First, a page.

Category Archives: Uncategorized

Project of the Week: Add a Trail to OpenStreetMap

Your multi-use trail might provide a path for school children with
less vehicle traffic. It might provide a measured distance for
runners to exercise. It might provide educational access to a
protected environmental area or a place to go with the family for some
fresh air and a picnic.

Your multi-use path adds character to your neighbourhood and to the
map. One of the most fundamental contributions that you can make to
OpenStreetMap is to add a new trail, path or road. The Project of the
Week is to add a Trail to OpenStreetMap.

Find details on how to participate in this Project of the Week see the wiki

Newer OpenStreetMap contributors can find a tutorial on how to add a
trail to OpenStreetMap, along with other tutorials, here

This is your Project of the Week. Make suggestions. Inspire other mappers.

Other Projects of the Week / Humanitarian Mapping
Humanitarian emergencies continue. If you can provide some additional
remote mapping time please consider helping.

Trail photo by Mostaque Chowdhury is licensed CC-By.

Happy Anniversary OpenStreetMap


OpenStreetMap turns six today, so Happy Anniversary and / or Happy
Birthday. Celebrations around the world range from quiet reflection
of individual mappers to raucous demonstrations of mass cartography.
Also, there are sweets.

Congratulations, OpenStreetMap, and here is to many more!

Image of the Week: British Isles, six years later

Six years after OSM was started, the British Isles are finally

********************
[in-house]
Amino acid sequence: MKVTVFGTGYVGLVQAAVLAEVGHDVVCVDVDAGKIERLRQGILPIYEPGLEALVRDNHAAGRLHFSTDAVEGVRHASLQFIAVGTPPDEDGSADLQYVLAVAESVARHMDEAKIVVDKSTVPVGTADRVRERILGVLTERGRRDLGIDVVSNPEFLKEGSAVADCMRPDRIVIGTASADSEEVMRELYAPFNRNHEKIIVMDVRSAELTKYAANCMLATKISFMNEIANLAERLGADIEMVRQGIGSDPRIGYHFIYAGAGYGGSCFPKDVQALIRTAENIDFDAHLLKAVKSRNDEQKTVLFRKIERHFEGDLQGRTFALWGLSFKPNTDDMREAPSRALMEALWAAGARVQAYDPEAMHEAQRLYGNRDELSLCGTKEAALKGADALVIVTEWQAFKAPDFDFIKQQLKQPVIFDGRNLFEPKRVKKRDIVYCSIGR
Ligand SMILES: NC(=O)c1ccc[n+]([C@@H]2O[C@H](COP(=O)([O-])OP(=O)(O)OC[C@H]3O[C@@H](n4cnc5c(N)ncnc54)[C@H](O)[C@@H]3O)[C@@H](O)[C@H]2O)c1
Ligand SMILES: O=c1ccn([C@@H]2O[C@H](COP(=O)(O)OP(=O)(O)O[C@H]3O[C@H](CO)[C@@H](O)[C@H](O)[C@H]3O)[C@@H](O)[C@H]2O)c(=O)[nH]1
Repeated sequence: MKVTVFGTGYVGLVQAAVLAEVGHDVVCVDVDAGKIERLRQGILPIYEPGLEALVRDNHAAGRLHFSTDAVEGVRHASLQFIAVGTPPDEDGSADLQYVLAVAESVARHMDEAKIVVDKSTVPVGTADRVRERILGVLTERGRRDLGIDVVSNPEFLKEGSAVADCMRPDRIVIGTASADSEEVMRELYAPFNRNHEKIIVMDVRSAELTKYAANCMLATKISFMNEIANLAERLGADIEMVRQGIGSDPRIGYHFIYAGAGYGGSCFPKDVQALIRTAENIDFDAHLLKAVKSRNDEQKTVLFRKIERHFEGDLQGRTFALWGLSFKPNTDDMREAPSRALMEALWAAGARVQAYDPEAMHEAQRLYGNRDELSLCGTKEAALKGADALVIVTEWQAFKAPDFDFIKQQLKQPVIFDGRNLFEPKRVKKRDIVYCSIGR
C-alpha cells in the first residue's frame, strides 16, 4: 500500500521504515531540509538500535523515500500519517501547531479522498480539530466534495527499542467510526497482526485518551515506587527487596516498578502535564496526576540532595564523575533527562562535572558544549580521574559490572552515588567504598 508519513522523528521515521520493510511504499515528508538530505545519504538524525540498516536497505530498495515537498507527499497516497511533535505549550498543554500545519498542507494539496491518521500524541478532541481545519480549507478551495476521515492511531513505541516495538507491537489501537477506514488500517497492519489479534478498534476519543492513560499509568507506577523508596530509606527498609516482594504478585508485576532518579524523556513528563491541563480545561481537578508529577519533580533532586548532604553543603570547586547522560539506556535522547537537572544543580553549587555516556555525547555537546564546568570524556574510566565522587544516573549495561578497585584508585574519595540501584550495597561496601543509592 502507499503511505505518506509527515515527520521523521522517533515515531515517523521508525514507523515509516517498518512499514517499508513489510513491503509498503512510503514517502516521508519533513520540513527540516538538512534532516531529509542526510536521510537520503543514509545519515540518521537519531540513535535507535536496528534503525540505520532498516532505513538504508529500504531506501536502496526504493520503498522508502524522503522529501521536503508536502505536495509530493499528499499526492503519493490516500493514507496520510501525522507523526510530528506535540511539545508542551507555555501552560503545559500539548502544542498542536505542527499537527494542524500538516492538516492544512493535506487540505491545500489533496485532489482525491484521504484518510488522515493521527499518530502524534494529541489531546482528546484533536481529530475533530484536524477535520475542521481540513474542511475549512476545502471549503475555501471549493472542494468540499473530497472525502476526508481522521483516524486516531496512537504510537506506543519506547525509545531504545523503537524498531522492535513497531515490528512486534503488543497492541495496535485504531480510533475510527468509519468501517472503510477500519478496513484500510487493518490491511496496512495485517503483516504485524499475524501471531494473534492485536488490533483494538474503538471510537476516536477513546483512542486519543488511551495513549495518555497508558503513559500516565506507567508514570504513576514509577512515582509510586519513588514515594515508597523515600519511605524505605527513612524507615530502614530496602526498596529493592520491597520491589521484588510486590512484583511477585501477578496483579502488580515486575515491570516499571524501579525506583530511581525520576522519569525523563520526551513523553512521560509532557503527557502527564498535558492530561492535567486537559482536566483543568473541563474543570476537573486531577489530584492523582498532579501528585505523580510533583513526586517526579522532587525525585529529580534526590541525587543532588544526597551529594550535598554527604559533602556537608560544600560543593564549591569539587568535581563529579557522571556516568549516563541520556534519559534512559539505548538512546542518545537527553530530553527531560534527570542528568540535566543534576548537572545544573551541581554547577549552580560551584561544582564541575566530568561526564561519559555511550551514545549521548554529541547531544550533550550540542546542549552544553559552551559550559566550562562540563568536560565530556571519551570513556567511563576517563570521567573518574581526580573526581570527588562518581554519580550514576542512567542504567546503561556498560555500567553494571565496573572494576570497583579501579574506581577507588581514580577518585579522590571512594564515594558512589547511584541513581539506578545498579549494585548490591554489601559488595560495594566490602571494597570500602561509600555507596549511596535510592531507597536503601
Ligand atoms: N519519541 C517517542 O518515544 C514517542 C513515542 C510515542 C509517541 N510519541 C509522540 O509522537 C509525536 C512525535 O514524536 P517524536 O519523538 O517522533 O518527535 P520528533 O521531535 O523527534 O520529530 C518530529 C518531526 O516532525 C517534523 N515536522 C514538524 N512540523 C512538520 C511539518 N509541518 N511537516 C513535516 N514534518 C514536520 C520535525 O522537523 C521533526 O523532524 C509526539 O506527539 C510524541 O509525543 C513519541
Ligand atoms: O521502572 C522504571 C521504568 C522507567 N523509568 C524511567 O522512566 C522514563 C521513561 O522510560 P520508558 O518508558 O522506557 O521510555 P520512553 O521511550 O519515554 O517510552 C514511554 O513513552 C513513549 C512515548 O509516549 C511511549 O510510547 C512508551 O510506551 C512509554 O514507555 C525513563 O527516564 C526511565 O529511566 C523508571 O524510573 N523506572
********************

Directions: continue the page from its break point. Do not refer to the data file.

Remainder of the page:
starting to look mapped

This is a Featured image, which means that it has been identified as
one of the best examples of OpenStreetMap mapping, or that it provides
a useful illustration of the OpenStreetMap project.

If you know another image of similar quality, you can nominate it on

Project of the Week: Russian Fires


Wildfires, fed by drought and high temperatures, continue in Russia.……

The Project of the Week is to mark burned areas on the map using
updated satellite imagery. This Project of the Week requires
familiarity with interpreting low-resolution aerial images and
advanced OSM tools and techniques and may not be suitable for newer
mappers. OSM contributors Komzpa and andrewsh have provided some
background and instructions for advanced mappers.

The original instructions, in Russian, are here.

Flooding continues in Pakistan

Flooding, displacement and casualties continue in the monsoon flooding
in Pakistan. Consider continuing to assist with mapping in the flood
affected areas.

Firefighter photo ©AFP

OSM License Upgrade – Stage Two Begins

News from Mike Collinson, Chair of the OSMF License Working Group:

As promised, and long awaited, the next phase of the OSM License
Upgrade has arrived. Phase 2 – Existing Contributor Voluntary
Re-licensing [1] has begun, and you may indicate your acceptance of
the new Contributor Terms for your existing OSM API account. To
accept the terms visit, (you may
be asked to login first), or your user settings page.

Please note that OpenStreetMap is not changing the license on any